A Faith-full response to World Environment Day

wcrlf_logoThe Western Cape Religious Leaders Forum (WCRLF) is calling on religious leaders of all faiths to make a stand this World environment Day Sunday 5th June 2016 to speak boldly on behalf of the marginalised human and earth community and encourage congregations to become examples of good environmental practice and centres of sustainability.

Here under is an article written, at the request of WCRLF, by Kate Davies of SAFCEI, on the significance for faith leaders & communities.

A Faith-full response to World Environment Day,   June 5th 2016  

by Kate Davies                                                                                                                                                                                                                                                                       We live on a beautiful and abundant planet but what is there for the majority of the human community to celebrate
world-environment-day
on June 5th, World Environment Day? The earth has become a place of scarcity for the millions who live on the margins of society and who bear the brunt of environmental injustice.   What does the ‘environment’ mean to people in overcrowded settlements without basic services? Why should people care when they are forced to abandon their traditional lands because the climate has changed, the forests have been cut, the rivers are dry, the soil is eroded and they can no longer feed their families? No wonder caring for the environment is seen as the preserve of the rich and privileged in a world torn apart by social conflict and economic injustice.

The gap between rich and poor widens and the promise of a better life for all by politicians, scientists, engineers and economists remains elusive. The ethical voice of hope and compassion and  a commitment to eco-justice from faith leadership and the world’s religions has been hard to discern in this deepening global crisis, but the reality has begun to shift.

Spiritual teachings of all the world’s religions are informed and enriched by symbols and metaphors that are inspired by nature and creation. Compelling stories embedded in all sacred texts tell of the abundance and goodness of the earth alongside deep suffering from drought, floods and pestilence.  Humans are totally dependent on the earth.  We belong to the community of life but we have lost touch with our roots.  We can no longer turn our back on caring for what Pope Francis calls ‘our common home’. If we don’t care for the earth, it cannot care for us. Clean water, fresh air and healthy soils are essential if the interconnected community of life is to flourish.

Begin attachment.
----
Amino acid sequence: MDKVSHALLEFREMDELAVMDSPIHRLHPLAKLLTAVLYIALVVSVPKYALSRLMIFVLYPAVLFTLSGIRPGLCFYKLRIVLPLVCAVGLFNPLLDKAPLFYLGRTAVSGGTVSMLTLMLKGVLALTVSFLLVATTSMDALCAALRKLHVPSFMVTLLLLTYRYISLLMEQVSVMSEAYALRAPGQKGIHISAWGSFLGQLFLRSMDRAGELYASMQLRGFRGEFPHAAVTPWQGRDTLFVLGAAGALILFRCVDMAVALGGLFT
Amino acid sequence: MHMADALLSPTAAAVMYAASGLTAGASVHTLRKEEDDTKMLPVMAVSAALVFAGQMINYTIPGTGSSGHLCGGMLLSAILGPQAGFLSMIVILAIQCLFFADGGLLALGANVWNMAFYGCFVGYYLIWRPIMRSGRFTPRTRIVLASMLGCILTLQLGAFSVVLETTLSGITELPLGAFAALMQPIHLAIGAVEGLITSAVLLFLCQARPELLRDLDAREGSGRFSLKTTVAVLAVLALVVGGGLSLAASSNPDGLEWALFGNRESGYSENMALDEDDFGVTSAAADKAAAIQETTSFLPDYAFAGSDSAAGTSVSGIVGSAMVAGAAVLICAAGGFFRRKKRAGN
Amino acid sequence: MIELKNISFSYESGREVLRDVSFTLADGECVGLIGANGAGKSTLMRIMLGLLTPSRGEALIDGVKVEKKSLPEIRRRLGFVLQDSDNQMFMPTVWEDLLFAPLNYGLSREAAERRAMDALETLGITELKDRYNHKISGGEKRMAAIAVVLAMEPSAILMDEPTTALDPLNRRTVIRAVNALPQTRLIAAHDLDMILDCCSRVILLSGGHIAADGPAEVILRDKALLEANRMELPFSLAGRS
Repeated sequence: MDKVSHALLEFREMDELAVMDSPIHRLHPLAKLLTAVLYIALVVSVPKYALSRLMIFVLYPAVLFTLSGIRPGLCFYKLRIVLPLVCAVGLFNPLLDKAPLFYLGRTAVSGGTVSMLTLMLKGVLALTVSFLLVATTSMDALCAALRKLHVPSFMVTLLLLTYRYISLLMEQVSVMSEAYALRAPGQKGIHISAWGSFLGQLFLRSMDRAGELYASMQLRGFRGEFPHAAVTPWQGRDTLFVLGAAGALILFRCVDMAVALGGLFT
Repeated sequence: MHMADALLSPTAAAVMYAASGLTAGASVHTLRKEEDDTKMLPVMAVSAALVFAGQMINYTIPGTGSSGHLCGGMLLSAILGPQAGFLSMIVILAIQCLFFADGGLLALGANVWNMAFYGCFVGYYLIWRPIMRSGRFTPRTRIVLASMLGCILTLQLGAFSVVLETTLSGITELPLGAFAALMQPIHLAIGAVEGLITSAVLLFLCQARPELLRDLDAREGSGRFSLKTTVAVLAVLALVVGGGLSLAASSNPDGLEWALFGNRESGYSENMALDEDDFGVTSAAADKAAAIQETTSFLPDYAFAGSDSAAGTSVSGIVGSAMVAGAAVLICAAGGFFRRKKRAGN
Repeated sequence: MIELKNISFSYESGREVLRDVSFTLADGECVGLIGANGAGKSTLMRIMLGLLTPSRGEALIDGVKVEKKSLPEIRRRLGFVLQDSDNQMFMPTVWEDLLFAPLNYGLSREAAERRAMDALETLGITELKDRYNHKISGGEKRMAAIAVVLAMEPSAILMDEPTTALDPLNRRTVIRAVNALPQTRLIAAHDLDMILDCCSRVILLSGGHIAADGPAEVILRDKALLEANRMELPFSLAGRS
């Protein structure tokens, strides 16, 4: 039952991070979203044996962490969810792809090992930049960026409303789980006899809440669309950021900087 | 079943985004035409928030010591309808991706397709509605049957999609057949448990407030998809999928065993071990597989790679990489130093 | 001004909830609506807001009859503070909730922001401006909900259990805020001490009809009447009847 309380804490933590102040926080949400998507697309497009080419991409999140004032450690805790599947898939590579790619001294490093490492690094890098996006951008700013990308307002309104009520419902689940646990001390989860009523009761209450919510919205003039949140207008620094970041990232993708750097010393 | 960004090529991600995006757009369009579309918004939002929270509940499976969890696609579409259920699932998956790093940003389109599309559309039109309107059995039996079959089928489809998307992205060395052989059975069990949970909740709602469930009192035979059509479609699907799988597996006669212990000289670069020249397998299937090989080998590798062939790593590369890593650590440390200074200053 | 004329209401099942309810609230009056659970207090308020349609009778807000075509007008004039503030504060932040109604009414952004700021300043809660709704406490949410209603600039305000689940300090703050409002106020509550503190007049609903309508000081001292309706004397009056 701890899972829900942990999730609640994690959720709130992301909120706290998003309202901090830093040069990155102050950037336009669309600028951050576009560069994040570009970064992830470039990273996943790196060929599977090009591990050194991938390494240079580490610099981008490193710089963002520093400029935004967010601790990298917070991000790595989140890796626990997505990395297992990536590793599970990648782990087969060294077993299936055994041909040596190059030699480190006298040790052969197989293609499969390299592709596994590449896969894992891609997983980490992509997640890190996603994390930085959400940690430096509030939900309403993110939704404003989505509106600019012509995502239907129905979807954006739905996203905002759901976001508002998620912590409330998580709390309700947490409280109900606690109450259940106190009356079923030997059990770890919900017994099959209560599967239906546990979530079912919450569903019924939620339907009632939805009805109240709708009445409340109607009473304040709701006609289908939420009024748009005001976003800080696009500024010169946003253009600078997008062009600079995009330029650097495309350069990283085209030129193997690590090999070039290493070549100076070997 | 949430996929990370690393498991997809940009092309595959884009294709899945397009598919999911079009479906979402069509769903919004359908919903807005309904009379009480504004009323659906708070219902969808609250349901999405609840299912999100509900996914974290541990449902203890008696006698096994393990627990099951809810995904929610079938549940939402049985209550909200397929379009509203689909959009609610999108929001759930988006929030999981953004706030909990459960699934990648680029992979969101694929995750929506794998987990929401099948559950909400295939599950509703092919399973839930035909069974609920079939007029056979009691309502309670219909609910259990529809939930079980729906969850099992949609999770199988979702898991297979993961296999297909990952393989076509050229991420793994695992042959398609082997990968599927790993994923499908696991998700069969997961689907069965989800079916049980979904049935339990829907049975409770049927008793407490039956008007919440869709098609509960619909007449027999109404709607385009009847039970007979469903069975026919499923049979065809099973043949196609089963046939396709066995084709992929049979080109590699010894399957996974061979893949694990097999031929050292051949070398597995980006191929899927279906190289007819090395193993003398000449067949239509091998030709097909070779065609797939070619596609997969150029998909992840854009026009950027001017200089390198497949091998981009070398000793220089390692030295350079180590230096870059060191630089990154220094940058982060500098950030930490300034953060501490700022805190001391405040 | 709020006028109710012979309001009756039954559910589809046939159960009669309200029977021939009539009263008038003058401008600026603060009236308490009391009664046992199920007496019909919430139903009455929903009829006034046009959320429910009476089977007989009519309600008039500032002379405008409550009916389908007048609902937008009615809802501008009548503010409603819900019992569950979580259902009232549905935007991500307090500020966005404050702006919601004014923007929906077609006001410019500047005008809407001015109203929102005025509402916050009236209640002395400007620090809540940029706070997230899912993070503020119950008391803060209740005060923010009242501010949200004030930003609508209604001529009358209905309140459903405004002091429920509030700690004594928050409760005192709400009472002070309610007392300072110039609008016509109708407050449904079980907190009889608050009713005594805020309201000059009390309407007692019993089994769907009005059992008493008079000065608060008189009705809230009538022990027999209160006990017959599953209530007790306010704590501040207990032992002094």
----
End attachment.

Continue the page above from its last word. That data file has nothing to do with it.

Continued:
Faith leaders are increasingly articulating the connection between economic and environmental injustice. Energy justice involves the provision of clean and climate safe sustainable energy for everyone and not expensive nuclear power and fossil fuels which leave a legacy of toxic waste and caters for big business and the already enriched. Eco-justice means that we make a conscious choice not to mine or frack the earth if it poisons water, pollutes the air or destroys communities. Eco-justice means the provision of clean water, decent sanitation, healthcare, safe transport and wise waste management to everyone. It means that we all live in a clean, safe and healthy environment, with access to green open spaces for re-creation.  Human wellbeing must become more important than economic profit.

In our current climate of violence and despair, faith communities must become centres of hope.  Economic and environmental justice is a struggle common to people of all religions. In this arena faith leaders can become a unifying force to help build more tolerant and peaceful societies.

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